loading  Checking for direct PDF access through Ovid


The impact on an ecosystem of an environmental stress, such as climate change or air pollution, can be studied through experimentation, through comparisons of sites across a gradient of the stress, through long-term studies at a single site, or through theoretical or modelling approaches. Although the former three techniques often are used to develop and test models, it is much rarer to explicitly link experimental, comparative or long-term studies together. Here we present a concept for combining experimental and comparative research to assess the direction and rate of change, the expected long-term state, and the rate at which the long-term state is achieved after an ecosystem is exposed to an environmental stress. We do this by comparing the response of a forest in Denmark to experimentally increased N deposition with the expected long-term response based on a European database of forests exposed to different levels of N deposition over long time periods. The analysis suggests that if N deposition were to increase by 3-fold to about 50 kg N ha−1a−1at the Danish site, and remain at this level, the N concentration in needles would respond within 2–4 yr after the onset of the enhanced N deposition, and would rapidly plateau to an expected mean value of 18.0 mg N g−1dry mass (95% confidence interval ± 2.5 mg g−1). The N concentration of new litter also would respond rapidly (1–2 yr) to reach an expected value of 16.6 mg N kg−1dry mass (± 3). The N concentration of the organic layer in the soil would increase much more slowly, but a significant increase would be expected within 5–10 yr. Mineral soil pH would take more than 7 yr to change. Finally, the flux of dissolved inorganic N in leachate would begin to increase immediately, but would take many years to reach the expected level of 22.4 kg N ha−1a−1(± 4)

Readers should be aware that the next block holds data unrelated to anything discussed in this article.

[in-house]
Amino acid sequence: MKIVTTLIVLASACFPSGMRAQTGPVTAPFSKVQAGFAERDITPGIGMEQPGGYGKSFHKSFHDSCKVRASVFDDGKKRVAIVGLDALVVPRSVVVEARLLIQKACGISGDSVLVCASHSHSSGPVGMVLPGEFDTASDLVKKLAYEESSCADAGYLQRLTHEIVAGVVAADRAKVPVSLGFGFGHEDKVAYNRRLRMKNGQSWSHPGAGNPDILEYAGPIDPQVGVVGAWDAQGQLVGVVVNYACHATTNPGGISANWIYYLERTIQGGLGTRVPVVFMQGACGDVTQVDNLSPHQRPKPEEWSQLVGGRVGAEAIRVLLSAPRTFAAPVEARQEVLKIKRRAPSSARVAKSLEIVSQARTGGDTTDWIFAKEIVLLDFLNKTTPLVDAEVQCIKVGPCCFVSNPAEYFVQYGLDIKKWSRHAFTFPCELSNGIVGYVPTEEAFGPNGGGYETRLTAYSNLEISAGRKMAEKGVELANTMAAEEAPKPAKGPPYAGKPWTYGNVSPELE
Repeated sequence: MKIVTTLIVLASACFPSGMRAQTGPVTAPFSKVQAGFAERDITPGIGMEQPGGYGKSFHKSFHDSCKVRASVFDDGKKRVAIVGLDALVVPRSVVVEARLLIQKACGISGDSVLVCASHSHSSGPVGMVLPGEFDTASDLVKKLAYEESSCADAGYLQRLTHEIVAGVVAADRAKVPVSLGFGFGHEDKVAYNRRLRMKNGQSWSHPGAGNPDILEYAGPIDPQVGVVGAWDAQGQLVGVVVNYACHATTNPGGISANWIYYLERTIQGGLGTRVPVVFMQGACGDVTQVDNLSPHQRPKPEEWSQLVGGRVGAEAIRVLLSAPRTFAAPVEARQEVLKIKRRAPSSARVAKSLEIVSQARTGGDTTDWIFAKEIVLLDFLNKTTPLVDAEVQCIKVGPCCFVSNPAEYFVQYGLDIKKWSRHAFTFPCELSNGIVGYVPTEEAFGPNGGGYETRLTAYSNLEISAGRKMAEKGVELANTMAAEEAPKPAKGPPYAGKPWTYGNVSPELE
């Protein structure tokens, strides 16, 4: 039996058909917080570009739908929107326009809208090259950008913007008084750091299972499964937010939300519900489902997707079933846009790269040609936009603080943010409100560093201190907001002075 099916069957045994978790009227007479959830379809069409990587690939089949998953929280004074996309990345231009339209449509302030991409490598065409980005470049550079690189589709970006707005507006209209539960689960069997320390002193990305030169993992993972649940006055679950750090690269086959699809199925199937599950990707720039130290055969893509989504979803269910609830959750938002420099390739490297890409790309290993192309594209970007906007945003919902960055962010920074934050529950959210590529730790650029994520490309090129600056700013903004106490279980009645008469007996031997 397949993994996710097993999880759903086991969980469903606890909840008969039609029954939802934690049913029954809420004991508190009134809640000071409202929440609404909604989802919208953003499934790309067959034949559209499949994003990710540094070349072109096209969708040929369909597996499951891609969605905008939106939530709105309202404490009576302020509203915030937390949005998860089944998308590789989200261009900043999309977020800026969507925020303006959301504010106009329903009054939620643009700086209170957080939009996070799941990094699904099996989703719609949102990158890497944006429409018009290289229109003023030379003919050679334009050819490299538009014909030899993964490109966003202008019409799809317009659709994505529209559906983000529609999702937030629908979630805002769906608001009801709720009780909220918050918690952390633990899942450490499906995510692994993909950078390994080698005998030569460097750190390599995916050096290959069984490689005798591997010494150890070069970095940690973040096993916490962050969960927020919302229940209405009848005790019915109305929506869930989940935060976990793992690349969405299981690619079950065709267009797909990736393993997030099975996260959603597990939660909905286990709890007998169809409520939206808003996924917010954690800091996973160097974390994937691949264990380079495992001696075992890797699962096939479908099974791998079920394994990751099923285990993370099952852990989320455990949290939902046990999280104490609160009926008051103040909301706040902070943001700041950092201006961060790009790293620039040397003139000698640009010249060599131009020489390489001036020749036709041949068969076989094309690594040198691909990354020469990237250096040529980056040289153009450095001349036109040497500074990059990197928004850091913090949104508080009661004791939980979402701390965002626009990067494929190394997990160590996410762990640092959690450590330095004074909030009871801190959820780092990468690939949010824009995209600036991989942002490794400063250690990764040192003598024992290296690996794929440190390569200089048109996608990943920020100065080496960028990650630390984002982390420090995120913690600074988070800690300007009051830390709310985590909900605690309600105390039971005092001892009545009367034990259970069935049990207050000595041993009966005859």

Related Topics

    loading  Loading Related Articles